How To Be Happier According To Science

Happiness is in the little things. A warm cup of coffee in the morning, a dog wagging its tail at you, inviting your friends over for a nice meal. We are all different and many particular things have the power to make us smile – but at the end of the day, it all depends on biology. There are many ways to become even happier by triggering happiness chemicals in our brains, and we are here to explain how.


Dopamine, the reward chemical


Woman wearing bathrobe with slices of cucumbers on eyes

Getty Images / Photodisc / Steven Puetzer


Dopamine, also known as the reward chemical, is a neurotransmitter that plays an important role in our uniquely human ability to think and plan. To activate it, you should focus on completing a task, doing self-care activities, eating food you enjoy, and celebrating small victories in your day.


Serotonin, the mood stabilizer


Friends admiring the view on the banks of a norwegian fjord

Getty Images / Moment / © Marco Bottigelli


Serotonin is a mood stabilizer. It is usually associated with exercising but it can also be increased by meditating, getting some sunrays, walking in nature, and swimming. If you enjoy running or cycling, these are also great activities to boost your serotonin production and improve your mood.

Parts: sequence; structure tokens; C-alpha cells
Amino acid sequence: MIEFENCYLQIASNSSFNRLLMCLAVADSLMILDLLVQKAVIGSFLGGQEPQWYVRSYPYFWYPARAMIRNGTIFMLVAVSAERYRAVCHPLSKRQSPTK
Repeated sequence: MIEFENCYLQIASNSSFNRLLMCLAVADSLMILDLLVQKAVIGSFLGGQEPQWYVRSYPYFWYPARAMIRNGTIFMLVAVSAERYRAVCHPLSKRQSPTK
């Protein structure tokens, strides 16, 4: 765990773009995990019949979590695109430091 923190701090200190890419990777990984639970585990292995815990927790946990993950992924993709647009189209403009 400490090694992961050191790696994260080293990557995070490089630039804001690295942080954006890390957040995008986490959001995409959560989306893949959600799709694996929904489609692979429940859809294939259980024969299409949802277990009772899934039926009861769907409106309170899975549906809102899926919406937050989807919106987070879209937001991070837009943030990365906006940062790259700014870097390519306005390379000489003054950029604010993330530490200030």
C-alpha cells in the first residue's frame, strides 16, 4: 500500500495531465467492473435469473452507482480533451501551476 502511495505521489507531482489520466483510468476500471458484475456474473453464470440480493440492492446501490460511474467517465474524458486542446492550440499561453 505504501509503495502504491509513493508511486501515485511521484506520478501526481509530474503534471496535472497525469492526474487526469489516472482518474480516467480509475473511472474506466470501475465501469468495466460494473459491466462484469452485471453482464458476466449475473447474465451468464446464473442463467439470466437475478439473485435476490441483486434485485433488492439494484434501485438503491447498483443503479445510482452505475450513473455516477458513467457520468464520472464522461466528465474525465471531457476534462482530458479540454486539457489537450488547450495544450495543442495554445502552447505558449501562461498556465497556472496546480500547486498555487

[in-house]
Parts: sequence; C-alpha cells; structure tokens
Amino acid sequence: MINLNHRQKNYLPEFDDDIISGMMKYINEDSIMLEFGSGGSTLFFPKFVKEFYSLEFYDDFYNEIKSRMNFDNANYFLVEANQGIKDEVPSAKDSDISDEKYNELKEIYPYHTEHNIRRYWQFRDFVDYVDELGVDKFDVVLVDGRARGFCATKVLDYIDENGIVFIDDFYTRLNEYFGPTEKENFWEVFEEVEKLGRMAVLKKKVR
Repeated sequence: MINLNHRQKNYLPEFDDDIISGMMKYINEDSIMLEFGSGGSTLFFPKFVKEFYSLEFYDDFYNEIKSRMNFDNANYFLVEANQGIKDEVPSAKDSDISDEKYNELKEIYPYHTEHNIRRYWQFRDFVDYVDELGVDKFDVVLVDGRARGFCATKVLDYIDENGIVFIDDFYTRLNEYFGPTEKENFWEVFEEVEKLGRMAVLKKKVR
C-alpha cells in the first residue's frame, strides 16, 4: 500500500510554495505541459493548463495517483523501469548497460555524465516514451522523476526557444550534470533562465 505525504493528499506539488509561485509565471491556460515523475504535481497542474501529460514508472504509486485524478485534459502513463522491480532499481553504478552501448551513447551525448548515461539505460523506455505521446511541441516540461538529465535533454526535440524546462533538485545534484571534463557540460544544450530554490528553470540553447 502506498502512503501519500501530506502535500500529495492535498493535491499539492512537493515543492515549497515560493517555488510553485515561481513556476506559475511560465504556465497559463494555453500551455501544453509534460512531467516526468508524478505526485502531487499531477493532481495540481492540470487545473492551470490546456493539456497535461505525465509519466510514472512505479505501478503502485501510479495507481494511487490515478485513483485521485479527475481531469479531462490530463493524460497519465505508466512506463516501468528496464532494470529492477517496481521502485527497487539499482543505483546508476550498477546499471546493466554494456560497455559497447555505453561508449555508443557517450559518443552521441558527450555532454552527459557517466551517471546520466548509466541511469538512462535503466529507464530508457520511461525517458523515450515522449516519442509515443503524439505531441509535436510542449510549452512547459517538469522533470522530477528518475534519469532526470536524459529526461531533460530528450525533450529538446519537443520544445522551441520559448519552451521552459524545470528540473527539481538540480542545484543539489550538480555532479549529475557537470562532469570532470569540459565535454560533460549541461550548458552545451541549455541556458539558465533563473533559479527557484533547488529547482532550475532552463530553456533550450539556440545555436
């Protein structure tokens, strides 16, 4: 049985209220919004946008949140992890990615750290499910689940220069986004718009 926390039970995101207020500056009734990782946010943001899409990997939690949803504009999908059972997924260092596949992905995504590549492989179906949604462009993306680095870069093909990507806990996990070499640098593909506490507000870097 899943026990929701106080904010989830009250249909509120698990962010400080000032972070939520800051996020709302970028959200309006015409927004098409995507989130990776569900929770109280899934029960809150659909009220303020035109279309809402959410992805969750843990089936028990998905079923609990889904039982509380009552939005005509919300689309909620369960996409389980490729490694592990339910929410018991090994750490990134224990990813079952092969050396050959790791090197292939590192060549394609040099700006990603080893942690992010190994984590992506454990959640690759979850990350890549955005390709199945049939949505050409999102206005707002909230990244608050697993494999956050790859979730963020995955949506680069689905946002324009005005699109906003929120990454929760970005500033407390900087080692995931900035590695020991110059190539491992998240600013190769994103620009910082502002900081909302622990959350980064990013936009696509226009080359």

Endorphin, the pain killer


Essential oils on a wooden tray

Getty Images / EyeEm / Marc Tran


Endorphins are hormones that our bodies produce to relieve stress and pain. These chemicals can be increased with exercise, laughter, and some dark chocolate. While watching a good comedy and having a good laugh can definitely help you improve your endorphin levels, some studies show suggest trying essential oils such as lavender, rosemary and bergamot.